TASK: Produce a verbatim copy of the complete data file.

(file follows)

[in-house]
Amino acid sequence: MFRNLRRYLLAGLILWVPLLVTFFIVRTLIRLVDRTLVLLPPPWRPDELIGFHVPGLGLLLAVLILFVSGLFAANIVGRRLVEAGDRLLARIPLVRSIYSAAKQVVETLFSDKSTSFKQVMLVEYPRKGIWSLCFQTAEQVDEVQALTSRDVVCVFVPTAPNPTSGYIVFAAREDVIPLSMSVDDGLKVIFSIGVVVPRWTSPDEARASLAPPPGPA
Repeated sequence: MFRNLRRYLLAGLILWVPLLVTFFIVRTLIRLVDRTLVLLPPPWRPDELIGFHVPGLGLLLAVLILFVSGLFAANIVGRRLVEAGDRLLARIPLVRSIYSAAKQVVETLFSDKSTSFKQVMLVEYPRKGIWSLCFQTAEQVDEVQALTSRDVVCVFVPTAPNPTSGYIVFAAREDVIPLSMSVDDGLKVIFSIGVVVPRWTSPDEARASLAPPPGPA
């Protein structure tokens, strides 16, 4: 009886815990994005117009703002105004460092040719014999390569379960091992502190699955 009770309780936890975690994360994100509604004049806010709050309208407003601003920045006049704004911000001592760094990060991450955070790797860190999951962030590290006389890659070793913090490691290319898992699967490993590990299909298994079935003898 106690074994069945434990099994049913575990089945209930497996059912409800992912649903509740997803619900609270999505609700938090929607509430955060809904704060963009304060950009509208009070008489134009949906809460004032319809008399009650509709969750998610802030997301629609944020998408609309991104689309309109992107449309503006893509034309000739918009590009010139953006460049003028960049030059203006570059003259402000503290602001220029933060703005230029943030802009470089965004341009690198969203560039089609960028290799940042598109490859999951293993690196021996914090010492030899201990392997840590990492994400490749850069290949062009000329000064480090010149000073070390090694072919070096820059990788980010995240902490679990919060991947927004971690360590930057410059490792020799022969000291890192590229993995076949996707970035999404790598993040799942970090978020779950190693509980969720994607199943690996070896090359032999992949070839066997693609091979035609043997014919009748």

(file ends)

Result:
[in-house]
Amino acid sequence: MFRNLRRYLLAGLILWVPLLVTFFIVRTLIRLVDRTLVLLPPPWRPDELIGFHVPGLGLLLAVLILFVSGLFAANIVGRRLVEAGDRLLARIPLVRSIYSAAKQVVETLFSDKSTSFKQVMLVEYPRKGIWSLCFQTAEQVDEVQALTSRDVVCVFVPTAPNPTSGYIVFAAREDVIPLSMSVDDGLKVIFSIGVVVPRWTSPDEARASLAPPPGPA
Repeated sequence: MFRNLRRYLLAGLILWVPLLVTFFIVRTLIRLVDRTLVLLPPPWRPDELIGFHVPGLGLLLAVLILFVSGLFAANIVGRRLVEAGDRLLARIPLVRSIYSAAKQVVETLFSDKSTSFKQVMLVEYPRKGIWSLCFQTAEQVDEVQALTSRDVVCVFVPTAPNPTSGYIVFAAREDVIPLSMSVDDGLKVIFSIGVVVPRWTSPDEARASLAPPPGPA
């Protein structure tokens, strides 16, 4: 009886815990994005117009703002105004460092040719014999390569379960091992502190699955 009770309780936890975690994360994100509604004049806010709050309208407003601003920045006049704004911000001592760094990060991450955070790797860190999951962030590290006389890659070793913090490691290319898992699967490993590990299909298994079935003898 106690074994069945434990099994049913575990089945209930497996059912409800992912649903509740997803619900609270999505609700938090929607509430955060809904704060963009304060950009509208009070008489134009949906809460004032319809008399009650509709969750998610802030997301629609944020998408609309991104689309309109992107449309503006893509034309000739918009590009010139953006460049003028960049030059203006570059003259402000503290602001220029933060703005230029943030802009470089965004341009690198969203560039089609960028290799940042598109490859999951293993690196021996914090010492030899201990392997840590990492994400490749850069290949062009000329000064480090010149000073070390090694072919070096820059990788980010995240902490679990919060991947927004971690360590930057410059490792020799022969000291890192590229993995076949996707970035999404790598993040799942970090978020779950190693509980969720994607199943690996070896090359032999992949070839066997693609091979035609043997014919009748």